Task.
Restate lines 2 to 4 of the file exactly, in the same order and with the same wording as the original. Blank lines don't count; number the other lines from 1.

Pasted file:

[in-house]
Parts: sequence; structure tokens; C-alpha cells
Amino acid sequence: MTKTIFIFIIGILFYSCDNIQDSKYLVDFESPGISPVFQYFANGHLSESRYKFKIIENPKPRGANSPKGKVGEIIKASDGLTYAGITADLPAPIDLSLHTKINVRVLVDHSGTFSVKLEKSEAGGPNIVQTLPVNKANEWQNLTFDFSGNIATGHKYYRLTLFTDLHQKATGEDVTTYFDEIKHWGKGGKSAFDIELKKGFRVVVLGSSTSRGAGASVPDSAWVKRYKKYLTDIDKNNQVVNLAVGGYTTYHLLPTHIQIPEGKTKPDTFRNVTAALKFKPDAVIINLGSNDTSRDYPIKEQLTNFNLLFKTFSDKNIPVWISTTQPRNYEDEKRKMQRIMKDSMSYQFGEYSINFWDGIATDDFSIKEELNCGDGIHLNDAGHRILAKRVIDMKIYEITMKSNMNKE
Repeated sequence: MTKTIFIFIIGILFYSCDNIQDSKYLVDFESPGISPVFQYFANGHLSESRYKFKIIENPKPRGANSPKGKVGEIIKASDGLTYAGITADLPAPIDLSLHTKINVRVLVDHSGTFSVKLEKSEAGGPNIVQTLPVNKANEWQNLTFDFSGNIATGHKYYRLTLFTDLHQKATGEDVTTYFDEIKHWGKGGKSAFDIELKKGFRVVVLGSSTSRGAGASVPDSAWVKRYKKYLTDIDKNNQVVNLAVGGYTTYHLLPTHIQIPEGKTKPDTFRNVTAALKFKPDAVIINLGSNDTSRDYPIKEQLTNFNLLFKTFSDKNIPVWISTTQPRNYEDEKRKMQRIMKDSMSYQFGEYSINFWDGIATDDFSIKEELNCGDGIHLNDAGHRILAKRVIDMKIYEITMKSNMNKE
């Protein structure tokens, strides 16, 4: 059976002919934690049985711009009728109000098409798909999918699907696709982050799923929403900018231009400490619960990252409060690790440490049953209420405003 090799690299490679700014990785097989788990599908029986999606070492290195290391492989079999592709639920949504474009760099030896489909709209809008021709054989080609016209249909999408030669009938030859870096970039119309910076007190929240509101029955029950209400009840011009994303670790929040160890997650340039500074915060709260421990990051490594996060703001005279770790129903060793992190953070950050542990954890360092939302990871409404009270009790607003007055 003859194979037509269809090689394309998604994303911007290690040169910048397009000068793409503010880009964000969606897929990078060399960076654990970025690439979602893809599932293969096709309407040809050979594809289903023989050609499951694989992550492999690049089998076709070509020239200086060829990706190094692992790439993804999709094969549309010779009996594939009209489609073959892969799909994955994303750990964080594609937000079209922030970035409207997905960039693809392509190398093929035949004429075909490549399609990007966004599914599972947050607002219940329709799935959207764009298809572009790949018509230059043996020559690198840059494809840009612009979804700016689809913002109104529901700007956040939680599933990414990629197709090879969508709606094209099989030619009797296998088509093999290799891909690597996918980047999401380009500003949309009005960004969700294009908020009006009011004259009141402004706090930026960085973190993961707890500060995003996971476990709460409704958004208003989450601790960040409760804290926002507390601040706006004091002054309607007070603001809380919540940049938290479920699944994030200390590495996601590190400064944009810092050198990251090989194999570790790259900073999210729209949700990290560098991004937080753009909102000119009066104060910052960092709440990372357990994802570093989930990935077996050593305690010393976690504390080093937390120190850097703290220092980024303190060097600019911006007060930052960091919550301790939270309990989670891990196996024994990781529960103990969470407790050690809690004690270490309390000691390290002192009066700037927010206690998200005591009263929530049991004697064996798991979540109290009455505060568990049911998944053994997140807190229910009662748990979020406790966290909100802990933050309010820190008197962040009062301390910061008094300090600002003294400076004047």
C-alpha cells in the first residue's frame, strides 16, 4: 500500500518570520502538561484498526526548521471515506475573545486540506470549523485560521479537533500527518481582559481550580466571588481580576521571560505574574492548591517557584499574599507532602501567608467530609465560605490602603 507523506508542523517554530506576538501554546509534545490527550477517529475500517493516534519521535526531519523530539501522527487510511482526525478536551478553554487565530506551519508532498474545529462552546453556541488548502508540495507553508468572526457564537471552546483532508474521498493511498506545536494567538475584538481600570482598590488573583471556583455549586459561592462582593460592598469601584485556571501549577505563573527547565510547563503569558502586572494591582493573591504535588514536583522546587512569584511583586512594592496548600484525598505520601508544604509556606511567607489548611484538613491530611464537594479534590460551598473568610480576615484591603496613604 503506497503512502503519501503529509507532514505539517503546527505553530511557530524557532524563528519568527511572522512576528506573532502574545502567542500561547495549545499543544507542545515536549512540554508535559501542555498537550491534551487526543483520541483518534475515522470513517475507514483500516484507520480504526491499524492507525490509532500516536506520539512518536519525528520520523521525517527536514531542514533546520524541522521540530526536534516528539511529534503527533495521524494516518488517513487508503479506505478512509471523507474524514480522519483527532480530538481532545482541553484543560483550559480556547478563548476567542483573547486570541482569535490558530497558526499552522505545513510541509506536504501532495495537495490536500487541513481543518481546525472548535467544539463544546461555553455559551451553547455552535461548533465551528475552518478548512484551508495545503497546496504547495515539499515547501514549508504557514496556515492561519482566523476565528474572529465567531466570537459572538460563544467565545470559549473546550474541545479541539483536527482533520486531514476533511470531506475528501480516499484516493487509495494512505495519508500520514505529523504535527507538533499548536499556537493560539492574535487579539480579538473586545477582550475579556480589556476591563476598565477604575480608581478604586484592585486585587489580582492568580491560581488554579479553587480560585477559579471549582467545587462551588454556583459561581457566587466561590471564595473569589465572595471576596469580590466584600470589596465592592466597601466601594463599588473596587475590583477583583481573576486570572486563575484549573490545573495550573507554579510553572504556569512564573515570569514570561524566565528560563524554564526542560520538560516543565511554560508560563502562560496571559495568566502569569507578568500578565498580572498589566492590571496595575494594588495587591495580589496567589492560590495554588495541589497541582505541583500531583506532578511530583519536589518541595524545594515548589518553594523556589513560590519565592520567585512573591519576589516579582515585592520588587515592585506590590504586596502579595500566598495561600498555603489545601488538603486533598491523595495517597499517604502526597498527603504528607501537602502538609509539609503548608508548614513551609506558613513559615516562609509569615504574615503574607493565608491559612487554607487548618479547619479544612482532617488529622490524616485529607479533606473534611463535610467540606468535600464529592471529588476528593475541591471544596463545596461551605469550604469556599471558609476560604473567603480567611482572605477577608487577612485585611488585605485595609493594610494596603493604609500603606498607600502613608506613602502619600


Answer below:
Parts: sequence; structure tokens; C-alpha cells
Amino acid sequence: MTKTIFIFIIGILFYSCDNIQDSKYLVDFESPGISPVFQYFANGHLSESRYKFKIIENPKPRGANSPKGKVGEIIKASDGLTYAGITADLPAPIDLSLHTKINVRVLVDHSGTFSVKLEKSEAGGPNIVQTLPVNKANEWQNLTFDFSGNIATGHKYYRLTLFTDLHQKATGEDVTTYFDEIKHWGKGGKSAFDIELKKGFRVVVLGSSTSRGAGASVPDSAWVKRYKKYLTDIDKNNQVVNLAVGGYTTYHLLPTHIQIPEGKTKPDTFRNVTAALKFKPDAVIINLGSNDTSRDYPIKEQLTNFNLLFKTFSDKNIPVWISTTQPRNYEDEKRKMQRIMKDSMSYQFGEYSINFWDGIATDDFSIKEELNCGDGIHLNDAGHRILAKRVIDMKIYEITMKSNMNKE
Repeated sequence: MTKTIFIFIIGILFYSCDNIQDSKYLVDFESPGISPVFQYFANGHLSESRYKFKIIENPKPRGANSPKGKVGEIIKASDGLTYAGITADLPAPIDLSLHTKINVRVLVDHSGTFSVKLEKSEAGGPNIVQTLPVNKANEWQNLTFDFSGNIATGHKYYRLTLFTDLHQKATGEDVTTYFDEIKHWGKGGKSAFDIELKKGFRVVVLGSSTSRGAGASVPDSAWVKRYKKYLTDIDKNNQVVNLAVGGYTTYHLLPTHIQIPEGKTKPDTFRNVTAALKFKPDAVIINLGSNDTSRDYPIKEQLTNFNLLFKTFSDKNIPVWISTTQPRNYEDEKRKMQRIMKDSMSYQFGEYSINFWDGIATDDFSIKEELNCGDGIHLNDAGHRILAKRVIDMKIYEITMKSNMNKE